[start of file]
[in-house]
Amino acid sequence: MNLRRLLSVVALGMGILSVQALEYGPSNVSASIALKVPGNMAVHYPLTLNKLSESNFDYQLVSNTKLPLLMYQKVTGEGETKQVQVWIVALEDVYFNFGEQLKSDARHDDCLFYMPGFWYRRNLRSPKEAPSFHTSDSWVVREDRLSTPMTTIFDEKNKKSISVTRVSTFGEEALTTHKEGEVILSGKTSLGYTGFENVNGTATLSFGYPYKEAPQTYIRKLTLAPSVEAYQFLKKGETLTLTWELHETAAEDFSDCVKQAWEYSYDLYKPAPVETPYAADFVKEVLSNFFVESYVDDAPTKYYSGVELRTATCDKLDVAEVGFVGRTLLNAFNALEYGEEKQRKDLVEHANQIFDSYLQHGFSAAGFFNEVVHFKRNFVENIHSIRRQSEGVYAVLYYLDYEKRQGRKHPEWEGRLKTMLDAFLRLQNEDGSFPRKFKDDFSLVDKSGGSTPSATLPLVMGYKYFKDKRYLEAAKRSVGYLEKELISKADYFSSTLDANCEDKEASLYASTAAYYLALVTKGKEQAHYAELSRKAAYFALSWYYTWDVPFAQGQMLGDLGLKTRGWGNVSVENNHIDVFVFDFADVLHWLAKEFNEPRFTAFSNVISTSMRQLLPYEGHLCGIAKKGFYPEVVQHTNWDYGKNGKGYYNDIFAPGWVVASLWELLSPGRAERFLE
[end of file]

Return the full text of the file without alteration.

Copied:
[in-house]
Amino acid sequence: MNLRRLLSVVALGMGILSVQALEYGPSNVSASIALKVPGNMAVHYPLTLNKLSESNFDYQLVSNTKLPLLMYQKVTGEGETKQVQVWIVALEDVYFNFGEQLKSDARHDDCLFYMPGFWYRRNLRSPKEAPSFHTSDSWVVREDRLSTPMTTIFDEKNKKSISVTRVSTFGEEALTTHKEGEVILSGKTSLGYTGFENVNGTATLSFGYPYKEAPQTYIRKLTLAPSVEAYQFLKKGETLTLTWELHETAAEDFSDCVKQAWEYSYDLYKPAPVETPYAADFVKEVLSNFFVESYVDDAPTKYYSGVELRTATCDKLDVAEVGFVGRTLLNAFNALEYGEEKQRKDLVEHANQIFDSYLQHGFSAAGFFNEVVHFKRNFVENIHSIRRQSEGVYAVLYYLDYEKRQGRKHPEWEGRLKTMLDAFLRLQNEDGSFPRKFKDDFSLVDKSGGSTPSATLPLVMGYKYFKDKRYLEAAKRSVGYLEKELISKADYFSSTLDANCEDKEASLYASTAAYYLALVTKGKEQAHYAELSRKAAYFALSWYYTWDVPFAQGQMLGDLGLKTRGWGNVSVENNHIDVFVFDFADVLHWLAKEFNEPRFTAFSNVISTSMRQLLPYEGHLCGIAKKGFYPEVVQHTNWDYGKNGKGYYNDIFAPGWVVASLWELLSPGRAERFLE